Reflections

September 9, 2020

Dear IMSA Community,

After six years at IMSA as President, I will be retiring from full-time employment at the end of this academic year to pursue personal interests. I know that this might come as a shock as we have so many great future plans and much work ahead of us as an IMSA community and family. I want to share my thought process because IMSA has been a great opportunity for me to contribute and because I value the relationships that I have formed over the years.

Many of you know my story. I was born and raised in a very poor section of Puerto Rico, La Playita in Santurce. My parents divorced when I was only six months old. I was raised up by a single mother who was helped along the way by my grandparents and many of her siblings. By the time I reached the 6th grade, I had attended seven schools. I worked my way through my entire college years. In a very real sense, I have been in the workforce since I was 17 years old—this year marks my 43rd year working for a living.

Prior to joining IMSA, I served for over six years as the Superintendent of Elgin School District U-46, the largest district in Illinois after Chicago Public Schools (CPS) with 40,000 students in 53 schools and 5,000 employees. Before Elgin, I served as a CPS Regional Superintendent (Area Instructional Officer) overseeing 14,000 students in 25 schools on the Southside (Englewood and surrounding communities). I have served school districts in Maryland and California as the superintendent or associate/assistant superintendent level for over 20 years.

In the spring of 2018, my wife and I paid off the mortgage on our home; the American Dream, no? This financial freedom led us to ask how much longer I wanted to remain working full-time. While I love my full-time work at IMSA, I realize that I want to have more flexibility to pursue other interests and passions. I want to engage in writing and publishing. And, I plan to involve myself in humanitarian and advocacy work, such as racial justice and advocating for children detained and held in jail-like border facilities by the Department of Homeland Security. I also have to be realistic about how much time I have left in my life. Thank God, I am presently healthy. Yet, how many good years do I have left? Twenty? Thirty? While my mom will turn 82 this year, my dad passed away in 1999 when he was only 63 years old. None of us have a guarantee of long life, nor good health.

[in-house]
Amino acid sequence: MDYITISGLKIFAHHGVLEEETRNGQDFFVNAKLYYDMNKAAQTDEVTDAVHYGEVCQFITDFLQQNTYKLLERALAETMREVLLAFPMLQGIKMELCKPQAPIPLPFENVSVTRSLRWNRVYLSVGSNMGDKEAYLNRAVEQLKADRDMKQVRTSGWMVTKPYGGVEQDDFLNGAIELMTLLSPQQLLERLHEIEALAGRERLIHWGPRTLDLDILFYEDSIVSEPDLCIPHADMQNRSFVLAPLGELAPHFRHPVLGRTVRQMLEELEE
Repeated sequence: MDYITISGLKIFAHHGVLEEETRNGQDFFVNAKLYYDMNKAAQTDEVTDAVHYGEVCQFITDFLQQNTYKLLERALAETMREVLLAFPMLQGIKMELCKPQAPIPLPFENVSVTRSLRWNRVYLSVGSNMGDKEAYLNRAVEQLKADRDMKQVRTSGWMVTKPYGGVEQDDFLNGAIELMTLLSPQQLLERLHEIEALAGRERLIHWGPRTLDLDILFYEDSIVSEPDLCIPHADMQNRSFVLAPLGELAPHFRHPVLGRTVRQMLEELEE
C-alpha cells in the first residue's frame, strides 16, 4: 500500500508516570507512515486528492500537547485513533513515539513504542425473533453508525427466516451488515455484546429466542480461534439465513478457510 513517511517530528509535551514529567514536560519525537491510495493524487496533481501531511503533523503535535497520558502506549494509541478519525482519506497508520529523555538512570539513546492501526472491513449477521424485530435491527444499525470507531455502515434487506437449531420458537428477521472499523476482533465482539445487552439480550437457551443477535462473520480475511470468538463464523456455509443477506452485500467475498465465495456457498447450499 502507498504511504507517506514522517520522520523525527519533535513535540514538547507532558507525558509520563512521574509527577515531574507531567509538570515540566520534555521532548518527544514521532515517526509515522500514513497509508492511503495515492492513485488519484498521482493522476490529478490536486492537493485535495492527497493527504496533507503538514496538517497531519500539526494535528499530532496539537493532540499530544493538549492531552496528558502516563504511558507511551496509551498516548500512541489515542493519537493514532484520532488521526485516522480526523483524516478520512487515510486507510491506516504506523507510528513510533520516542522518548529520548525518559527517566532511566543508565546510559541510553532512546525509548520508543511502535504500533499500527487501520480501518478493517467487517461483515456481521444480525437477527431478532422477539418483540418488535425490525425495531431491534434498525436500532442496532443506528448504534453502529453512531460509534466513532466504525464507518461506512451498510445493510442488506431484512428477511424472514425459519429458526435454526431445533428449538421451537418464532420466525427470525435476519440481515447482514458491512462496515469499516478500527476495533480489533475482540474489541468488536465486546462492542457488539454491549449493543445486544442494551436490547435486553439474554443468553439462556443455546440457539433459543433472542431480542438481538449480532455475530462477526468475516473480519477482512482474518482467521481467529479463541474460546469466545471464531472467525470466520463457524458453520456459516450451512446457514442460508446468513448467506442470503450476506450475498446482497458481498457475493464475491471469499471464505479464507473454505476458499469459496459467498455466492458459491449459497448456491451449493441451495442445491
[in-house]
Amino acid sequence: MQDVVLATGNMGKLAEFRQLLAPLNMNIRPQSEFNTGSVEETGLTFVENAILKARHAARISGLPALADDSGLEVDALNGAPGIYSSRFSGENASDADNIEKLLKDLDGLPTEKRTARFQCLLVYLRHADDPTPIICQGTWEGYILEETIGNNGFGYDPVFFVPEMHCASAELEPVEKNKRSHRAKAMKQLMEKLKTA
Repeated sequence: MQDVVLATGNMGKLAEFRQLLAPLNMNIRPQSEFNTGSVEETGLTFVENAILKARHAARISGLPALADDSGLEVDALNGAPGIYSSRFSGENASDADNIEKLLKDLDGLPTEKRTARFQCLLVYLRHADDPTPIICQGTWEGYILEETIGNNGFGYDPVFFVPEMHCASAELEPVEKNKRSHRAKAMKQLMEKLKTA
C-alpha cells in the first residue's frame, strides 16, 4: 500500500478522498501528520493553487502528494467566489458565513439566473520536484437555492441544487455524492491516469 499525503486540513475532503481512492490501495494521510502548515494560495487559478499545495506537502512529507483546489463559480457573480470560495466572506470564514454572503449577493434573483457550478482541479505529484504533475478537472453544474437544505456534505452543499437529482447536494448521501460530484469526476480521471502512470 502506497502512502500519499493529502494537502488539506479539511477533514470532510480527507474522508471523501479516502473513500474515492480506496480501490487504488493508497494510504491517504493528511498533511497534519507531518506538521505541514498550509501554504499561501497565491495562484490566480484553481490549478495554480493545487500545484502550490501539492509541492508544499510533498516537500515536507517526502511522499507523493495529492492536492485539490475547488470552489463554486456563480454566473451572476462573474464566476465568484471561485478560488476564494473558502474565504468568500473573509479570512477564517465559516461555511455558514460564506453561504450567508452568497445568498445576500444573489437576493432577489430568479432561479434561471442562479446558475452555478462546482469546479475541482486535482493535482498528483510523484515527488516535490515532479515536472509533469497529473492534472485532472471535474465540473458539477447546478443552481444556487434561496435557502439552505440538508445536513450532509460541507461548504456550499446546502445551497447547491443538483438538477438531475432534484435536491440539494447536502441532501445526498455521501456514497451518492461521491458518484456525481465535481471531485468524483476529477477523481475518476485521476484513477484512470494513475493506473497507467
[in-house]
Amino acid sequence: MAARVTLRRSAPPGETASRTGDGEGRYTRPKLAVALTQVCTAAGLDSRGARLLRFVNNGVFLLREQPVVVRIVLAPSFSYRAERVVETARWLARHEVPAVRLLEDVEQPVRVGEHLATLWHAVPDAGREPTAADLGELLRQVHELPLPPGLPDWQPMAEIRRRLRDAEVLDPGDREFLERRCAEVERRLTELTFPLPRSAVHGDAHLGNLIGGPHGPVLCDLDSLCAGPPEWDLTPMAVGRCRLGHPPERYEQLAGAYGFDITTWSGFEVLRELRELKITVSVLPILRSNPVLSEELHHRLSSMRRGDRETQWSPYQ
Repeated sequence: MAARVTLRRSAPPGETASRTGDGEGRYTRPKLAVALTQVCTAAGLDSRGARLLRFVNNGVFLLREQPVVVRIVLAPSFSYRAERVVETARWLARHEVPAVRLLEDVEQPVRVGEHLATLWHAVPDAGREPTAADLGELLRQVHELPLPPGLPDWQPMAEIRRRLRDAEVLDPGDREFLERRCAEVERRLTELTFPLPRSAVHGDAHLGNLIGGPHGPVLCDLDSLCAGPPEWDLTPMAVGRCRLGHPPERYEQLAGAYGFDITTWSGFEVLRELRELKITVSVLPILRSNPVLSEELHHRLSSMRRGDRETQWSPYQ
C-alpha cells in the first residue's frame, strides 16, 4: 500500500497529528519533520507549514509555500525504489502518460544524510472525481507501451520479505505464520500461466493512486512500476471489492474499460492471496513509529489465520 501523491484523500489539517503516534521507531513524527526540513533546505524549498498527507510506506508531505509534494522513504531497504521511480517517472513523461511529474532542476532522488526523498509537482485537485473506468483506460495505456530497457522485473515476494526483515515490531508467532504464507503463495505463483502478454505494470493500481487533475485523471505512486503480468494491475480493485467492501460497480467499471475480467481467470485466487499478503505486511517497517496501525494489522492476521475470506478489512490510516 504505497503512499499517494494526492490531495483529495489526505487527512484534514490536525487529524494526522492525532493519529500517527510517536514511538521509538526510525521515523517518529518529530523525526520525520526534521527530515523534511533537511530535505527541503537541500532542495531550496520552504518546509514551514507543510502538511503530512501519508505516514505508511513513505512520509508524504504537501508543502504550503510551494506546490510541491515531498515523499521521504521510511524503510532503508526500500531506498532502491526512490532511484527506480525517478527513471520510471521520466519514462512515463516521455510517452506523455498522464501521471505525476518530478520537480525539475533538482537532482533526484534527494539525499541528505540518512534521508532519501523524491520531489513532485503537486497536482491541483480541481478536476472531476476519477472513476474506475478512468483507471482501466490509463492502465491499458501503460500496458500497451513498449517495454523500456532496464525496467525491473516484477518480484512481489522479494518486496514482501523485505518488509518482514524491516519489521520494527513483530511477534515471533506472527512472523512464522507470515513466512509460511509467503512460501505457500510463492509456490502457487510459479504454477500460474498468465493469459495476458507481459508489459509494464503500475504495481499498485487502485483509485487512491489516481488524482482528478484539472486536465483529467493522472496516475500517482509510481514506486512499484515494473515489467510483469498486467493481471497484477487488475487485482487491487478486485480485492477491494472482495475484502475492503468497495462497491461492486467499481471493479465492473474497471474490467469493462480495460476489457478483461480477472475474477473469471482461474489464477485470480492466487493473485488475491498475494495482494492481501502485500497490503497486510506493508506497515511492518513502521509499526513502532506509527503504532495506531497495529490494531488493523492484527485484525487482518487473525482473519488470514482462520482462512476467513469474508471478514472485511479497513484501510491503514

I provided advanced notice to the Board of Trustees in 2018 to allow them adequate time to organize appropriately in order to seek a new leader for IMSA. My last official day as President of IMSA will be May 31, 2021.I am truly grateful for the opportunity to be challenged and to contribute to IMSA’s history and future.

In my final year, I will focus on moving our Academy priorities forward and leaving IMSA in the best position possible for a new leader. As you know, our Academy priorities for this year are the 1) Equity and Excellence Plan: Year One of Action; and 2) Beyond Surviving. Resolved to Thrive (IMSA employees working remotely must do more than merely survive the year; we want to thrive!).

There’s lots still to do.

Respectfully,

José M. Torres, Ph.D.
President
jtorres@imsa.edu